NASCAR and Sprint Cup team owners are discussing ways teams can enjoy increased “long-term value” in the future, according to a report by Bob Pockrass at ESPN.com.
The report says executives from five teams confirmed to ESPN that talks were taking place.
The long-term value teams seek could involve franchising or a “select number of licenses that guarantee starting spots” the report says.
“What I can say is both NASCAR and the teams recognize that the teams building up some kind of long-term equity for participating in the sport, year in and year out and putting on the show, is a good thing,” said Rob Kauffman, Michael Waltrip Racing co-owner and chairman of the Race Team Alliance. “You look at a lot of other sports around the world, and that’s how they work.”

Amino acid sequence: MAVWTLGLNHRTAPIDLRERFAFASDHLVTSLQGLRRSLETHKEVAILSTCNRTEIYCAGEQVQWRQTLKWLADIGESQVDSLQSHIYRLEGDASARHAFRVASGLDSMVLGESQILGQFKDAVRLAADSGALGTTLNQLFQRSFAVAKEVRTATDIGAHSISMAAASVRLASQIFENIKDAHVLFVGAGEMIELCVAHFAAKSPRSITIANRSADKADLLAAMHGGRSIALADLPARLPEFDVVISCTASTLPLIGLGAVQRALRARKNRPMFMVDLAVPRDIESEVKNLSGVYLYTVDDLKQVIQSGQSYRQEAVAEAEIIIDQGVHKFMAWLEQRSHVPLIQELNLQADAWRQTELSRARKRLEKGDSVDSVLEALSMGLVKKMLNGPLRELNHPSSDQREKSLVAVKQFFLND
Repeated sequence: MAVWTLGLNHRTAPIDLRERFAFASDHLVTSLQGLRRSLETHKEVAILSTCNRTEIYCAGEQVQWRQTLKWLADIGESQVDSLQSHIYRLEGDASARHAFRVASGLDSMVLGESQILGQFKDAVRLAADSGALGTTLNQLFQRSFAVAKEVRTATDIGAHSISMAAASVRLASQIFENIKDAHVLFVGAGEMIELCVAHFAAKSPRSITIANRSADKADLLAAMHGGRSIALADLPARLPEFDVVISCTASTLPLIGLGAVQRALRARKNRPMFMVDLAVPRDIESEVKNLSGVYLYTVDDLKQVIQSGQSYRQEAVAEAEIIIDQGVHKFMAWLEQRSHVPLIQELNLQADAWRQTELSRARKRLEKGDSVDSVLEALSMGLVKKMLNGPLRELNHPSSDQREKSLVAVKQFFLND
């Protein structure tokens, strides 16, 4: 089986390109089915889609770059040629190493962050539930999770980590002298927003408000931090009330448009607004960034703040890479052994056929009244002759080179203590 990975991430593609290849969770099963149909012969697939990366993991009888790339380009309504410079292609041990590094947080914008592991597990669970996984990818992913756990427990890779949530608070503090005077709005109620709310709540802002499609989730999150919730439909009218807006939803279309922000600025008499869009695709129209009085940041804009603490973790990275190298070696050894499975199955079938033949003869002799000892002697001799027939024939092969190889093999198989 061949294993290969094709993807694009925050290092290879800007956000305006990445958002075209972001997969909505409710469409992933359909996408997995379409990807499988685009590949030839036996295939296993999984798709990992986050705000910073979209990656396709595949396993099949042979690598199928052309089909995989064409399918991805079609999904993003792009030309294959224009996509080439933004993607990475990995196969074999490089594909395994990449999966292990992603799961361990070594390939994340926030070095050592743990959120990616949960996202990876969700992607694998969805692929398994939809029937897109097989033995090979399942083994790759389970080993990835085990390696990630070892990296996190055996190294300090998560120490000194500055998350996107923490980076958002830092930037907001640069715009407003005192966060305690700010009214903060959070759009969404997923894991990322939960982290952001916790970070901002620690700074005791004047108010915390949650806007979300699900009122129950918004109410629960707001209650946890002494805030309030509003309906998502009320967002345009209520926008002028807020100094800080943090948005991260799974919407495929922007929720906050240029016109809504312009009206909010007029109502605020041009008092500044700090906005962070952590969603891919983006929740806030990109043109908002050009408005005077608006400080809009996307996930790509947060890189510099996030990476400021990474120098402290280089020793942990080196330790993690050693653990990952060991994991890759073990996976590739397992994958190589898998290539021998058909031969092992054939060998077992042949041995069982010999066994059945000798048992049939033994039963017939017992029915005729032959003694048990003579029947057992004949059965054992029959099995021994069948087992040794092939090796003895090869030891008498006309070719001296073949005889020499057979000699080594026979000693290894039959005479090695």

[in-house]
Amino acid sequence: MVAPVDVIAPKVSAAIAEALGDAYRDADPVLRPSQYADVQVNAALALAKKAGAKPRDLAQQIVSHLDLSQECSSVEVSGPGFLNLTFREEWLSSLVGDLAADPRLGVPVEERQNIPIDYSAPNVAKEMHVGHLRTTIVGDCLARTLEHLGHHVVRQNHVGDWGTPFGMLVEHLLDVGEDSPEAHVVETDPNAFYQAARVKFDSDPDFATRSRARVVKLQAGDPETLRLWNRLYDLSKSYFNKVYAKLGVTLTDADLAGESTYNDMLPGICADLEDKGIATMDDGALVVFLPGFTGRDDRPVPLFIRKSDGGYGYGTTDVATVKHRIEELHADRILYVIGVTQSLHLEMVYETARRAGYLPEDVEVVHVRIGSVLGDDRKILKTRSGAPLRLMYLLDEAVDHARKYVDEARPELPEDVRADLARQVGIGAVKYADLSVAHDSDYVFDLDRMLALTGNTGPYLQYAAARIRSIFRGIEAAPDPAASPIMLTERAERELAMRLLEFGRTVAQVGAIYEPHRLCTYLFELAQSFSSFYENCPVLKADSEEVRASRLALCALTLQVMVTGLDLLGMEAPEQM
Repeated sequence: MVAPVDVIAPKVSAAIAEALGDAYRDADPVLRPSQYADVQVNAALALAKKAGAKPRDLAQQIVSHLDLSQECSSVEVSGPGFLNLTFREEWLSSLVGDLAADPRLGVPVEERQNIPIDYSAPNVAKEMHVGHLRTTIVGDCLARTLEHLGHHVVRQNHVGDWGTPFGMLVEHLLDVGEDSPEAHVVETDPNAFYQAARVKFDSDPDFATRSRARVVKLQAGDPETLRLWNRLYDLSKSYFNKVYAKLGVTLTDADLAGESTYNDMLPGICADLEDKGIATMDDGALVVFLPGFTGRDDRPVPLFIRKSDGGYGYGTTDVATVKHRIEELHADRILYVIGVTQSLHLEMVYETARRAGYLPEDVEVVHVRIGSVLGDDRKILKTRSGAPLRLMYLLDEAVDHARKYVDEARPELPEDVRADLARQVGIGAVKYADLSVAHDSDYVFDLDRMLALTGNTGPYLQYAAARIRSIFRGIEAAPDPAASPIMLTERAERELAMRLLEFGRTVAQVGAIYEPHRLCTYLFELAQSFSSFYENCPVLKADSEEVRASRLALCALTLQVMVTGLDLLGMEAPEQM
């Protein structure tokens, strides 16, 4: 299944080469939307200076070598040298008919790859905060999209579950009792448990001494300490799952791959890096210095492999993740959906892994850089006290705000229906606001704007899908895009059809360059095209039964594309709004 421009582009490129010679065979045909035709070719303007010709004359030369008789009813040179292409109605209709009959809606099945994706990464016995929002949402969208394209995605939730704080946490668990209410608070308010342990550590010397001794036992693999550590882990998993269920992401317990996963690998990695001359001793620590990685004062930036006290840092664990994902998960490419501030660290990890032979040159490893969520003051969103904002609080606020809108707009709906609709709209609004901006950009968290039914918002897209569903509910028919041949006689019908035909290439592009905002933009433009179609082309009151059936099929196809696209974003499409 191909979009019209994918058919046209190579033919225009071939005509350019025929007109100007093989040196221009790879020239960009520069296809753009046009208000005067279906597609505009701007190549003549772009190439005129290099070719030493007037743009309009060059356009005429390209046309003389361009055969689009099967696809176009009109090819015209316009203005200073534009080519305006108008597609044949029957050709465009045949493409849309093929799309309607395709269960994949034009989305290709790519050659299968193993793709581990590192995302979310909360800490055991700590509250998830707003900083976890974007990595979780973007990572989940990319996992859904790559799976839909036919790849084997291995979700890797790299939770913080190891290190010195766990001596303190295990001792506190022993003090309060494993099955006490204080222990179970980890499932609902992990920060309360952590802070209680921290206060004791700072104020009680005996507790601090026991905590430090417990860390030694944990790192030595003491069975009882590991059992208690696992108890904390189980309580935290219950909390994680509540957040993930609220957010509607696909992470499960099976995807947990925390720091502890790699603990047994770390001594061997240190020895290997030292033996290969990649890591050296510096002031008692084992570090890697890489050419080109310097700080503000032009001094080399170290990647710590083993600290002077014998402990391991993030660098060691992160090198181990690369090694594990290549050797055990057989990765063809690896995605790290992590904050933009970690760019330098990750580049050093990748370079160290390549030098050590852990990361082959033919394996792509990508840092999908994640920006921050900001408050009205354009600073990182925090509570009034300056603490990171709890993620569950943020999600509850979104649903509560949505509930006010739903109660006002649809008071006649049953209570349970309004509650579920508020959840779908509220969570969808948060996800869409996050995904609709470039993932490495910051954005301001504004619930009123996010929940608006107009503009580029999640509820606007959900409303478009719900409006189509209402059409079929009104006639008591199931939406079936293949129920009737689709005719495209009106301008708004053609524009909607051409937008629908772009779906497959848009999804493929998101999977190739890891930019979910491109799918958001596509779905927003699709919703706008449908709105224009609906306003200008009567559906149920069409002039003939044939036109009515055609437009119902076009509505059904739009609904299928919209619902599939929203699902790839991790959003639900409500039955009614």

The Race Team Alliance was formed in 2014 by nine Sprint Cup organizations (and later expanded to include the majority of teams in the field) as a collaborative way to negotiate with NASCAR on major issues.
“So the question is, can you come up with some model within the framework of NASCAR that makes sense for everybody,” Kauffman said. “It’s a very sensible concept. The hard part is the details. So we’re having productive discussions to see if we can figure out how to do it. It’s an ongoing project.”
In a statement to ESPN.com, NASCAR chief operating officer Brent Dewar said:
“As always, we are working with all the race teams on a number of short- and long-term initiatives to ensure the sport remains healthy, strong and as competitive as it can be now and for decades to come. We are having productive dialogue with everyone in the garage on a wide range of things and many good ideas are being exchanged. We’re very pleased with the collaboration, but beyond that it wouldn’t be appropriate to comment on any specifics of our discussions or to speculate on any timelines at this point.”